Midlife Reckoning

There is something about midlife that calls a woman to reckon with the past. I use the word reckon because it implies more than remembering. To me, reckoning means to review or evaluate. This day after Mother’s Day, I can’t help but think back to when my son and daughter were small—when promise and possibility stretched before me like a desert horizon.

The “good enough” mother

These were days I longed to fill in the gaps of mothering I’d personally missed. I understood the concept of “good enough” mother then, and I consider my own childhood mostly fortunate, but I (like many of us) had unmet needs as a child. I didn’t always realize it during early motherhood, but the long days of holding those babies, caring for them, feeding them, tucking them into strollers and cribs and car seats healed something in me. The role challenged me too. The requirements of giving over love, patience, energy, money, worry, life—often imperfectly—forged me into a humbler, more generous person. I learned to mother myself as much as I did my son and daughter.

Looking back, I see my sincere efforts and my shortcomings. I too was a “good enough” mother. Maybe you’ve had a similar reckoning on this side of motherhood. I hope you’re gentle with yourself.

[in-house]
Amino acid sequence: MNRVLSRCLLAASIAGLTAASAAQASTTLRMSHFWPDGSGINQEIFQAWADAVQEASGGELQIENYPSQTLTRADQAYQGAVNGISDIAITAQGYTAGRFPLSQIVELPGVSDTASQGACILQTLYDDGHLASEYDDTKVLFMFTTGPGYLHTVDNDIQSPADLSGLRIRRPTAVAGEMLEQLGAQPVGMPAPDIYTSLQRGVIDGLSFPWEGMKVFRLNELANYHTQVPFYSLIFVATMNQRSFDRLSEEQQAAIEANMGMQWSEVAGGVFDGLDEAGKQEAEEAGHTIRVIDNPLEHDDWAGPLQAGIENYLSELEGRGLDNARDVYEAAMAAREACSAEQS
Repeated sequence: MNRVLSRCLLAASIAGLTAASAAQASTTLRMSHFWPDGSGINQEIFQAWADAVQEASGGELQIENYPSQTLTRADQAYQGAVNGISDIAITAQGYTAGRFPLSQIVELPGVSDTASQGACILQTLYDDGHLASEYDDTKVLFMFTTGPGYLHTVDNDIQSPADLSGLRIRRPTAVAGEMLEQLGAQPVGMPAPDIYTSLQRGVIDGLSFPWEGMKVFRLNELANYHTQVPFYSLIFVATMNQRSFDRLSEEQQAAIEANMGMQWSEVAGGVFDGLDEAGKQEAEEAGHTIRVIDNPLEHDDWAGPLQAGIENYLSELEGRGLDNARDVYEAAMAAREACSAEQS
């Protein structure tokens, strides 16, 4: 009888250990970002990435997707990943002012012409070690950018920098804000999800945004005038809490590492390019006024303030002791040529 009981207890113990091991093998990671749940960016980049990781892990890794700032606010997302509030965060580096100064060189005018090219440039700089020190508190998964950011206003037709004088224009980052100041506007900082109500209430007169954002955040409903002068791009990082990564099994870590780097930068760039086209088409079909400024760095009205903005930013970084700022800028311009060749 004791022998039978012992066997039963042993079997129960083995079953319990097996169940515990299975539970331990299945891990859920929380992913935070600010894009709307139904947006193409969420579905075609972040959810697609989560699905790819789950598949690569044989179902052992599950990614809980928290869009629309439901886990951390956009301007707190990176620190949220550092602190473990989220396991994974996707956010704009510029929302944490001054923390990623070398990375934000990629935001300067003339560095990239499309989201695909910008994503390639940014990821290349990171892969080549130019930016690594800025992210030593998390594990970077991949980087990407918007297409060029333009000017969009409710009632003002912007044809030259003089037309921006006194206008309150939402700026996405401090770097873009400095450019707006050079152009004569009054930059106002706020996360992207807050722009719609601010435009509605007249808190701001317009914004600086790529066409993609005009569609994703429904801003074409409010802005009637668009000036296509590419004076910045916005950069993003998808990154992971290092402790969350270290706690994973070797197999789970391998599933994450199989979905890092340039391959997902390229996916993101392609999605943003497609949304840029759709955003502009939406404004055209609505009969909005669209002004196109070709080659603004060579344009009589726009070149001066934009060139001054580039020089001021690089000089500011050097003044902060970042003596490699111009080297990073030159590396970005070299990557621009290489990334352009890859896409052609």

Research shows that for both men and women, our lowest level of reported happiness is at age 47.

Perhaps you’ve read the news of former mommy blogger Heather Armstrong‘s untimely passing. I published a book on early motherhood a few years before Heather began writing, and I didn’t know her work at the time I was parenting. Maybe you did. She was wildly popular in the mid- to late-2000s. I do remember how revolutionary it felt to hear unvarnished truths about motherhood during that time. Heather often talked about the depression she experienced. I’ve read that her depression was lifelong and intractable. She took her life at age 47, leaving behind her two children and husband.

The reckoning

This sad news stayed with me for a long time, maybe because we both wrote about motherhood. Maybe because reckoning in midlife—hopes, regrets, or wishes unfulfilled—can feel tough. Research shows that for both men and women, our lowest level of reported happiness is at age 47. For women in perimenopause, the reckoning is often accompanied by changes in sleep and other physical and emotional symptoms. We may also care for aging parents while still working and parenting children. The good news, according to research, is that happiness rebounds with each successive year after age 47.

Statistics are one measurement, impersonal at that, and don’t necessarily have anything in the world to do with Heather Armstrong. I’m so sorry for her family. I’m sad that we won’t read her perspectives on midlife and aging. I want to honor her work here.

When unhappiness becomes depression

I’m writing this because I also want to normalize the low point of happiness that many women feel in midlife. If your unhappiness leans toward depression, reach out to a friend or family member. Find a counselor. Or call the National Suicide and Crisis hotline by dialing 988.

I care about you.


I created greencallings.com to help women thrive in midlife so we can bring our wisdom and gifts to the world. If you’ve found this article helpful, I’d love for you to join my twice-monthly mailing list.

Published by Lisa

Writer, observer of culture, careful listener, & founder of greencallings.com.

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